There is a millennium myth that Singapore math is hard or tough—that only geeks from some remote parts of Asia (or from some red little dot on the world map) should do it. The mass media (and math educators, too) have implicitly mythologized that those who are presently struggling with school math, should avoid Singapore math, in whatever form it’s being presented, totally. A grave mistake, indeed!

Is Singapore math a mere fad?

After reading dozens of tweets and blog posts on the pluses and minuses of Singapore math, it sounds as if Singapore math has a certain mystique around it—some kind of foreign math bestowed by some creatures from outer space to terrorize those who wished math were an optional subject in elementary school.

Not to say, folks who totally reject Singapore math on the basis that it’s just another fad in math education, or another marketing gimmick to promote an allegedly “better foreign curriculum” to math educators. They believe that “back-to-basics math,” whatever that phrase means to them, with all its memorizing and drill-and-kill exercises, is a necessary mathematical evil to get kids to learn arithmetic.

Singapore math OR/AND Everyday Math

Singapore math? Sure, no problem! It’s no big deal!

Well, it’s a big deal for traditional publishers, which may lose tons of money if more states and schools continue to embrace this “foreign brand” of math education.

Poor writing and teaching from a number of us could have indirectly contributed to the white lie that if you can’t cope with Everyday Math or Saxon Math, or whatever math textbook your school or state is currently using, Singapore math is worse! You might as well forget about it!

Picture

One of the first few Singapore supplementary titles to promote the model method in the mid-nineties.

The bar method as a powerful problem-solving strategy

Objectively speaking, Singapore math doesn’t come close to most pedagogical insights or creative ideas featured in journals and periodicals published by the MAA and the NTCM. Personally, I must admit that I become a better teacher, writer, and editor, thanks to these first-class publications. The Singapore model method, although a key component of the Singapore math curriculum, is just one of the problem-solving strategies we use every day, as part of our problem-solving toolkit.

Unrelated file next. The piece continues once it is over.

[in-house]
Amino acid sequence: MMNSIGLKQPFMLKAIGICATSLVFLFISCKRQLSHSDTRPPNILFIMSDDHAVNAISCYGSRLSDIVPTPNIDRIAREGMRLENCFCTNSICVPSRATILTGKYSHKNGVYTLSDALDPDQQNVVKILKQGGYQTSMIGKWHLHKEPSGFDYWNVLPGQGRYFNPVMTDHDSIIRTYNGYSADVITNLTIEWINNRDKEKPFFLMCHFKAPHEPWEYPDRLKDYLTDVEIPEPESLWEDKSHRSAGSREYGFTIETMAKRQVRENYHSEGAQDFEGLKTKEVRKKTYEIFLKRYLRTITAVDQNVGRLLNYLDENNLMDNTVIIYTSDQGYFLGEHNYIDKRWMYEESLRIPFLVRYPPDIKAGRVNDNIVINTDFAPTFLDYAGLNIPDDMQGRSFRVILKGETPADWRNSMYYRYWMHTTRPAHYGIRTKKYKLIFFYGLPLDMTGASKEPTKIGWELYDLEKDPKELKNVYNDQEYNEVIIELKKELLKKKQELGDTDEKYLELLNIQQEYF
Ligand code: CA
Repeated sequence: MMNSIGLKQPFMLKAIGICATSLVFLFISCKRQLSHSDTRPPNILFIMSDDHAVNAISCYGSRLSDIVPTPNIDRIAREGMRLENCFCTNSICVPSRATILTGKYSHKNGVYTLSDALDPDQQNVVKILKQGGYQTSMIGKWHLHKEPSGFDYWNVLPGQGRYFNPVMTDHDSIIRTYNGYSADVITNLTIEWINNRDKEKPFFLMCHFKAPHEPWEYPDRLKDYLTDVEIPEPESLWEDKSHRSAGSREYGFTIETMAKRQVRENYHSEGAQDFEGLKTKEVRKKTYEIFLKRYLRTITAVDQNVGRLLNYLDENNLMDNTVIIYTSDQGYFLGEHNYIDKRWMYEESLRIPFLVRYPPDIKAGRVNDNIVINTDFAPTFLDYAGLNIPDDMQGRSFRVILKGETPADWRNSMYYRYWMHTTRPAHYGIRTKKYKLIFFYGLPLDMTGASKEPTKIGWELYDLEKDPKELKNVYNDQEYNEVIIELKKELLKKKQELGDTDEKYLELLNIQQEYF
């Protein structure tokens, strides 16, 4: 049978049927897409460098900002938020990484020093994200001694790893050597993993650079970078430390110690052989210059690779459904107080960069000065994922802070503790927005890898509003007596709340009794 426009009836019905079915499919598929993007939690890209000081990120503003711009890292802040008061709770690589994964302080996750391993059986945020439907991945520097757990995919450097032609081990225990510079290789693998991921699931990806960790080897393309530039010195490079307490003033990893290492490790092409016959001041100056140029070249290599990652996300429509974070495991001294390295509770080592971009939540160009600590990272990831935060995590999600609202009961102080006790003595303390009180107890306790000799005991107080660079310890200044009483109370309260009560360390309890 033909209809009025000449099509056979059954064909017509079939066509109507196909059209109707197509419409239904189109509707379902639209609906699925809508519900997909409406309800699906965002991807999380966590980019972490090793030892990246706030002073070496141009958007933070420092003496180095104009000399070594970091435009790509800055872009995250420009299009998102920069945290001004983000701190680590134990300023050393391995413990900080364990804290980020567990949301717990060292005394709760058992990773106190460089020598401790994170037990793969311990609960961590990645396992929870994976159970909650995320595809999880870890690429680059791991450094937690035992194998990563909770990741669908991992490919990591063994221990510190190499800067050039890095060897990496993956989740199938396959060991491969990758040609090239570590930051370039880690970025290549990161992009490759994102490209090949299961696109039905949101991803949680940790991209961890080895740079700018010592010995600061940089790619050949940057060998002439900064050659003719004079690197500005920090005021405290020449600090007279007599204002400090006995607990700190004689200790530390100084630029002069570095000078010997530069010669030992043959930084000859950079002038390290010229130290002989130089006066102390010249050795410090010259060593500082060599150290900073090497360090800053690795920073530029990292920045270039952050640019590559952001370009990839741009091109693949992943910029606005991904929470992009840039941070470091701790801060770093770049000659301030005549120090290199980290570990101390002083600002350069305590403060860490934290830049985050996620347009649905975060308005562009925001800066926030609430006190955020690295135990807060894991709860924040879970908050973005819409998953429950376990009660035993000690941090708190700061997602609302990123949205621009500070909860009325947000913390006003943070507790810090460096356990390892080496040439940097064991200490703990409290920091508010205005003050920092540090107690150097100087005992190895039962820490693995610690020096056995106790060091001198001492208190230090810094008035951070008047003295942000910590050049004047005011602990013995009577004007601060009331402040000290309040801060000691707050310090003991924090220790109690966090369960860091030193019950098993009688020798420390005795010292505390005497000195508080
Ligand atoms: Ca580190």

On the other hand, for vested interests on the part of some publishers, little has been done to promote other problem-solving strategies, such as the Stack Method and the Sakamoto method, which are as powerful, if not more elegant, than the bar method—in fact, more and more local students and teachers are using them as they see their advantages over the model method in a number of problem situations.

Picture

Fabien Ng in his heyday was a household name in mathematics education in Singapore—it looks like he’s since almost disappeared from the local publishing scene.

Don’t throw out the mathematical baby yet!

You may not wish to adopt the Singapore math curriculum, or even part of it; but at least consider the model and stack methods, not to say, the Sakamoto method, as part of your arsenal of problem-solving strategies (or heuristics, as we call them here). Don’t let traditional publishers (or “math editors” with a limited repertoire of problem-solving strategies) prevent you from acquiring new mathematical tools to improve your mathematical problem-solving skills.

In Singapore, the model, or bar, method is formally taught until grade six to solve a number of word problems, because from grade seven onwards, we want the students to switch over to algebra. However, this doesn’t mean that we’d totally ban the use of the model method in higher grades, because in a number of cases, the model or stack method often offers a more elegant or intuitive method of solution than its algebraic counterpart.

© Yan Kow Cheong, May 27, 2013.

Picture

A booklet comprising of PSLE (grade 6) past exam papers, which cost me only 88 cents in the eighties.